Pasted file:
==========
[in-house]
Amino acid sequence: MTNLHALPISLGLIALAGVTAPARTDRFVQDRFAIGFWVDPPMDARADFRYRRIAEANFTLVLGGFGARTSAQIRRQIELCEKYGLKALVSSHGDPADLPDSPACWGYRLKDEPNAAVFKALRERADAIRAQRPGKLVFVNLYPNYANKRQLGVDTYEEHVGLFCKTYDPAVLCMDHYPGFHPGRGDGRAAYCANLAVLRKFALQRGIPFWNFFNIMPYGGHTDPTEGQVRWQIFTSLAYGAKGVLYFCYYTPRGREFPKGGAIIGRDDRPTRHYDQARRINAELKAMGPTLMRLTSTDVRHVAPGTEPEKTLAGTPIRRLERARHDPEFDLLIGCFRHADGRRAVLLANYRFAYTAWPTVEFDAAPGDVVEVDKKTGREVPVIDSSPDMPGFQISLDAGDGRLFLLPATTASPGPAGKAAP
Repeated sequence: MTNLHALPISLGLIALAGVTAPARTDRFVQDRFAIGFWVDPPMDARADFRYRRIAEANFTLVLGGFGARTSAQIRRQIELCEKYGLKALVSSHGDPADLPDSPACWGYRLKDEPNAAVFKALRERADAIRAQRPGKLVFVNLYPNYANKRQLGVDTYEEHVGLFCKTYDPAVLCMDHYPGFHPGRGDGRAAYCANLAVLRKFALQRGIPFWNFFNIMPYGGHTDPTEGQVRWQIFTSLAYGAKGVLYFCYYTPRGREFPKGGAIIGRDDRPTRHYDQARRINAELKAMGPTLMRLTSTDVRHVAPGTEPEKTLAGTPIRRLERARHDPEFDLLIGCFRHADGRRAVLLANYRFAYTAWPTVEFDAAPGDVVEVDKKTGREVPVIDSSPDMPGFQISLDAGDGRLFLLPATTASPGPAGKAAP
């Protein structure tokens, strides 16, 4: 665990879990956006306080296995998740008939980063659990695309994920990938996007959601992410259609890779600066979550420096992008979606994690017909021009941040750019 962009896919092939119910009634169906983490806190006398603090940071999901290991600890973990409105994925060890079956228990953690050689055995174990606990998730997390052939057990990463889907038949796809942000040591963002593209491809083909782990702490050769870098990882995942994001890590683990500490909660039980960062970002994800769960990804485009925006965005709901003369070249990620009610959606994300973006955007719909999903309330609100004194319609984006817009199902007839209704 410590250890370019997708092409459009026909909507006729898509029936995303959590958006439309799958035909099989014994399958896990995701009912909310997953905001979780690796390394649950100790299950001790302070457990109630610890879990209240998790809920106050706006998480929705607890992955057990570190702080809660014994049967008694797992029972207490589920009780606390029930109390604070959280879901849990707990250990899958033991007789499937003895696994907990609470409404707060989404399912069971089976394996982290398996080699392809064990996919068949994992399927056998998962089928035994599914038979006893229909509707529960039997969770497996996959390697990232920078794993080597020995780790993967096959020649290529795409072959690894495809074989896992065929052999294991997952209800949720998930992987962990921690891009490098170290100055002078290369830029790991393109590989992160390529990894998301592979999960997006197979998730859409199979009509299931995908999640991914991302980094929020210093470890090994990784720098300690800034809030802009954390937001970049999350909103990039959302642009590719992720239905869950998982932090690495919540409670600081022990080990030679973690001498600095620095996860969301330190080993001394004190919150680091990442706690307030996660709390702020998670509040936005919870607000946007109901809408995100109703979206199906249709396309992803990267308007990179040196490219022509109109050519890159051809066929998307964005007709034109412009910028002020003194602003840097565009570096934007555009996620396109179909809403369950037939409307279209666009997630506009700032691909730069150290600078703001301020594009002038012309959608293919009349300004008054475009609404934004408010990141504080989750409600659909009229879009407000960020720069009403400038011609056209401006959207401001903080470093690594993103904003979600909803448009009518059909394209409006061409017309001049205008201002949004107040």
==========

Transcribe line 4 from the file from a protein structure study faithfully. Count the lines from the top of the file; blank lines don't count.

């Protein structure tokens, strides 16, 4: 665990879990956006306080296995998740008939980063659990695309994920990938996007959601992410259609890779600066979550420096992008979606994690017909021009941040750019 962009896919092939119910009634169906983490806190006398603090940071999901290991600890973990409105994925060890079956228990953690050689055995174990606990998730997390052939057990990463889907038949796809942000040591963002593209491809083909782990702490050769870098990882995942994001890590683990500490909660039980960062970002994800769960990804485009925006965005709901003369070249990620009610959606994300973006955007719909999903309330609100004194319609984006817009199902007839209704 410590250890370019997708092409459009026909909507006729898509029936995303959590958006439309799958035909099989014994399958896990995701009912909310997953905001979780690796390394649950100790299950001790302070457990109630610890879990209240998790809920106050706006998480929705607890992955057990570190702080809660014994049967008694797992029972207490589920009780606390029930109390604070959280879901849990707990250990899958033991007789499937003895696994907990609470409404707060989404399912069971089976394996982290398996080699392809064990996919068949994992399927056998998962089928035994599914038979006893229909509707529960039997969770497996996959390697990232920078794993080597020995780790993967096959020649290529795409072959690894495809074989896992065929052999294991997952209800949720998930992987962990921690891009490098170290100055002078290369830029790991393109590989992160390529990894998301592979999960997006197979998730859409199979009509299931995908999640991914991302980094929020210093470890090994990784720098300690800034809030802009954390937001970049999350909103990039959302642009590719992720239905869950998982932090690495919540409670600081022990080990030679973690001498600095620095996860969301330190080993001394004190919150680091990442706690307030996660709390702020998670509040936005919870607000946007109901809408995100109703979206199906249709396309992803990267308007990179040196490219022509109109050519890159051809066929998307964005007709034109412009910028002020003194602003840097565009570096934007555009996620396109179909809403369950037939409307279209666009997630506009700032691909730069150290600078703001301020594009002038012309959608293919009349300004008054475009609404934004408010990141504080989750409600659909009229879009407000960020720069009403400038011609056209401006959207401001903080470093690594993103904003979600909803448009009518059909394209409006061409017309001049205008201002949004107040």